These Could Be the Biggest Spinoffs Ever
For companies considering spinoffs, the best time to generate value for shareholders is when the iron is hot in a particular industry. There's never been a better time than now for companies that manage exchange-traded funds, and one well-known activist investor thinks one huge ETF manager needs to take action sooner than later.
Trian is tryin'
The activist investor in question is billionaire Nelson Peltz, who is well-known for his previous forays into unlocking shareholder value. At Wendy's (NYS: WEN) , he was instrumental in convincing the restaurateur to do an IPO of Tim Hortons (NYS: THI) in early 2006, and he also oversaw both the union of Wendy's and Arby's as well as its recent divorce, as Wendy's sold off a majority stake in the struggling unit earlier this year.
Peltz also has a reputation at several other companies. He tried to take Family Dollar private with a buyout offer in February, and his Trian Fund Management now holds 10% stakes in Domino's Pizza and mutual fund manager Legg Mason (NYS: LM) . He even had a role in pushing Kraft Foods (NYS: KFT) to spin off its grocery operations in North America.
The current State of affairs
But what's been making news lately is Peltz's discussion of whether State Street (NYS: STT) should take action to benefit shareholders. Trian has a $200 million stake in the company, and Peltz recently called out State Street's board of directors to boost profits. In particular, Peltz pointed to giving the company's State Street Global Advisors arm -- which manages the SPDR line of ETFs -- greater independence in operating or potentially spinning it off entirely.
Given the huge growth in the ETF market in recent years, the timing couldn't be better for such a move. Blackrock's iShares division leads the industry with $446 billion in assets, but State Street remains solidly in second place with $267 billion under management. That gives the SPDR manager a big lead over No. 3 Vanguard and its $167 billion.
How State Street will get its (strategic) groove back
Before you get too excited over the prospects of an ETF-company spinoff, bear in mind that the margins on ETFs are razor-thin. With its flagship S&P 500 ETF carrying an expense ratio of only 0.09% and even the popular SPDR S&P Dividend ETF (NYS: SDY) charging only 0.35%, a quarter-trillion in ETF assets might only produce $1 billion in fee revenue -- and far less in net profit.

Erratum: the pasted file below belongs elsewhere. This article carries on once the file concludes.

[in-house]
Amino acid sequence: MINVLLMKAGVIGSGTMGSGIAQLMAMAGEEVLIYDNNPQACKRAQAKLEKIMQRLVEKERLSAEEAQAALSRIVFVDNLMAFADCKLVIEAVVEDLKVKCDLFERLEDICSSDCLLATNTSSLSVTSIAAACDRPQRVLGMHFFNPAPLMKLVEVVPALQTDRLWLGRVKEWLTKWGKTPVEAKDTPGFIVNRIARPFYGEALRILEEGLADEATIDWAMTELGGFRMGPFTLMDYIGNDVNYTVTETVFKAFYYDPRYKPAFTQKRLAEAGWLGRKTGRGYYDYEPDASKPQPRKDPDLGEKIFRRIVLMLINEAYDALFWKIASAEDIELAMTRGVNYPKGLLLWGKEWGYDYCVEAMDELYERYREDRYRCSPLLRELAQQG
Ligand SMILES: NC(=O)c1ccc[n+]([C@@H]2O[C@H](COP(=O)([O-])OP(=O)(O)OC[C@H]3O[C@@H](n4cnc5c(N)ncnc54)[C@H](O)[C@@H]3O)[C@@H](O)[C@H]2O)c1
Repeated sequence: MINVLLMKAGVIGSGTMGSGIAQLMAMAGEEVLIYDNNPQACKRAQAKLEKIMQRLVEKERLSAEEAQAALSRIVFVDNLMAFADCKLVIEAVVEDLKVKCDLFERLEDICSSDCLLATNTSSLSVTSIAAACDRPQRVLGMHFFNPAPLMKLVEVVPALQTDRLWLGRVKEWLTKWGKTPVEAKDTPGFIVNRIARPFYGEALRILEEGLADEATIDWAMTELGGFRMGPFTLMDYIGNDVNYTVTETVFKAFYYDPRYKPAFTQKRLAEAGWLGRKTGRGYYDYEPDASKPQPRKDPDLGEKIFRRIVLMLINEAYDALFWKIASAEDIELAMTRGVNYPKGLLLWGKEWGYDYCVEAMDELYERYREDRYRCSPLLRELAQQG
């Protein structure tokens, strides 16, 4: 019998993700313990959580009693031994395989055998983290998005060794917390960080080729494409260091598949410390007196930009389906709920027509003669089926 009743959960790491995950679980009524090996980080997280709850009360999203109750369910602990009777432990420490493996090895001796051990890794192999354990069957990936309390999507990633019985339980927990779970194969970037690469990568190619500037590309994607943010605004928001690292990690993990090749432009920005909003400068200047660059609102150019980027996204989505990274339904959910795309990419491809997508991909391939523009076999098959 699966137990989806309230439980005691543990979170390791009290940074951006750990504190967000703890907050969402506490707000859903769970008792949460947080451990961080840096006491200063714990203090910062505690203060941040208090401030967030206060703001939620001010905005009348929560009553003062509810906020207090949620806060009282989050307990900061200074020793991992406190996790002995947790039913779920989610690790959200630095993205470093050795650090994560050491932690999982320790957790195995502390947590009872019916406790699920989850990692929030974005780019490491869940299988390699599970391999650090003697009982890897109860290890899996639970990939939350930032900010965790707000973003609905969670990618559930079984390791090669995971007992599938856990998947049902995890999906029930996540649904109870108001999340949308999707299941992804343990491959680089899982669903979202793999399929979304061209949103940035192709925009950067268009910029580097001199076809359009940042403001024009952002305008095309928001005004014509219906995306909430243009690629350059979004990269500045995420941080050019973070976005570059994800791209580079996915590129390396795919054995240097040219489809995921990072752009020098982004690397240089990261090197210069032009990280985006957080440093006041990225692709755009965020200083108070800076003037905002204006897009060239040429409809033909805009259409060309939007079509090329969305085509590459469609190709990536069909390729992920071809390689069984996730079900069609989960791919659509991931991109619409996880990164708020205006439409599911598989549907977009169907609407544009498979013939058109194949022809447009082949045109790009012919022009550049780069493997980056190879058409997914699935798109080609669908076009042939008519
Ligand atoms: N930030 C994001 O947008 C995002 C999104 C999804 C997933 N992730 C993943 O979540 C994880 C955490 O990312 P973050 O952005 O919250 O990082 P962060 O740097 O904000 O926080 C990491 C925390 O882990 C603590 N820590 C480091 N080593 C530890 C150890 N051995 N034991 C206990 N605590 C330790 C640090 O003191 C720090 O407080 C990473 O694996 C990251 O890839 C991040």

But State Street Global Advisors has much more than its ETF division. In all, the company has $2.1 trillion in assets under management, with a whopping $22.76 trillion held in custody as of June 30. That would be a huge spinoff, as those numbers dwarf the assets of State Street's principal banking subsidiary, with total assets of just over $190 billion. By separating asset management from banking, the company would have more freedom to pursue its own strategic interest.
For example, in the rush to offer commission-free ETFs, State Street currently lacks an exclusive dance partner. Although buyout speculation over E*TRADE Financial (NAS: ETFC) could make doing a deal with the discount broker difficult, SPDRs would benefit from having a dedicated distribution partner.
Bring on the spinoffs!
Moreover, a move from State Street could potentially open up a host of other spinoff possibilities in the industry. BlackRock just acquired iShares and so probably wouldn't want to sell it off quickly, but doing an IPO or spinoff of a small part of its float could be interesting. Vanguard, meanwhile, is owned by its fund shareholders, but a transaction akin to how mutual insurance companies demutualized and distributed shares to its investors could unlock immense value.
One thing's for sure: If spinoffs in the ETF industry are going to happen, they should happen now. With the industry enjoying unprecedented popularity, there'll never be a better time for State Street and others to cash in.
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At the time this article was published Fool contributor Dan Caplinger would love to have a concrete stake in Vanguard. You can follow him on Twitter here. He doesn't own shares of the companies mentioned in this article. The Motley Fool owns shares of Domino's Pizza. Motley Fool newsletter services have recommended buying shares of Tim Hortons. Try any of our Foolish newsletter services free for 30 days. We Fools may not all hold the same opinions, but we all believe that considering a diverse range of insights makes us better investors. The Fool's disclosure policy never puts a spin on things.
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